I ran the pulp back through the strainer again, and then I put it in a zip-lock bag for the freezer. The pulp keeps a long while frozen.

I did a video of it (not the best quality):




 
Mathew Trotter
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Ben House wrote:

This year I tried a different approach, I took a large ladle an crushed the fruit through a colander (strainer). Afterwards I had a sort of skin and seed cake of the leftovers. I put that in the compost pile (we keep a look out for seedlings in spring).

I ran the pulp back through the strainer again, and then I put it in a zip-lock bag for the freezer. The pulp keeps a long while frozen.




This is actually the method I ended up using to process my persimmons, except that I soaked the "seed cake" in water and let all of the remaining fruit ferment off. It was then pretty painless to pick out all of the seeds. Perhaps a little more labor than your method, but since my chickens have free reign of the compost, even if something had sprouted, it wouldn't have lived long enough for me to rescue it.
 
L. Johnson
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I just ate a persimmon I successfully de-tannined with alcohol in the "sarashi-gaki" method. I just wanted to follow-up and say it worked nicely for me, albeit with the Japanese astringent variety. In my case I used a ziplock bag by a west facing window in a heated room in winter-time. I removed the stem leaves, scored that area with a knife, dipped the scored area in gin, then turned the whole persimmon in the gin and put it in the bag for 8 days. After that I put it in the fridge for two days. It came out with just the tiniest bit of astringency left, but really quite delicious and about the consistency of a moderately ripe peach or plum. For my next one I'm going to let it sit for 10 days.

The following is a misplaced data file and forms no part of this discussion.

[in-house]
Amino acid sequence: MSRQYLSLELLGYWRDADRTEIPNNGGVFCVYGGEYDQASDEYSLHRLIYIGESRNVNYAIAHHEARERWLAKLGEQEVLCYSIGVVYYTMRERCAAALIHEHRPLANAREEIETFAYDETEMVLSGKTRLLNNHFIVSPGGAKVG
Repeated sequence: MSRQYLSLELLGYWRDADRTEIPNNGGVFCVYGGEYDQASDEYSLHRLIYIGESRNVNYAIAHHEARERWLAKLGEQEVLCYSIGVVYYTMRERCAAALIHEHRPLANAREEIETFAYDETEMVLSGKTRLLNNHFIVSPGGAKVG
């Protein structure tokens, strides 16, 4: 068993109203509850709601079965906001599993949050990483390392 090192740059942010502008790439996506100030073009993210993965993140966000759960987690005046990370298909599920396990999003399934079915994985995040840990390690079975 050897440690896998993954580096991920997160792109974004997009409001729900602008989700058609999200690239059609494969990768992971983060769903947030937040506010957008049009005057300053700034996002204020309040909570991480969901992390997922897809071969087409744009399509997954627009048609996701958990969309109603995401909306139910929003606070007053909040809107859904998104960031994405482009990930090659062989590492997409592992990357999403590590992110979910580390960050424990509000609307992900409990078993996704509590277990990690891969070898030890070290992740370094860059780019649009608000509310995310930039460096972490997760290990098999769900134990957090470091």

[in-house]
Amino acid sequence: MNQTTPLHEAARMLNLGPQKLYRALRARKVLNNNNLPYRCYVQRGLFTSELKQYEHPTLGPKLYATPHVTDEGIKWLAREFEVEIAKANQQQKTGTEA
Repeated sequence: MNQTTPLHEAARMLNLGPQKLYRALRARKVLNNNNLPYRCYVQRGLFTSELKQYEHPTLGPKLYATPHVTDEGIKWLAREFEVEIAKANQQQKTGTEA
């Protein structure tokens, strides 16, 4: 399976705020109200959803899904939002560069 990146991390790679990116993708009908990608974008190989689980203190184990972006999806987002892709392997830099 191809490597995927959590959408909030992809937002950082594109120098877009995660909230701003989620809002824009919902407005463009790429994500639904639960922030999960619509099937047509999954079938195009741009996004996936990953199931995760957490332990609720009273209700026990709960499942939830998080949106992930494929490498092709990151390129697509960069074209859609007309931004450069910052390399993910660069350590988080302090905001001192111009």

I tried a batch before, but they went sour... so I pitched the lot. I think there were some damaged ones that finished early and turned the others.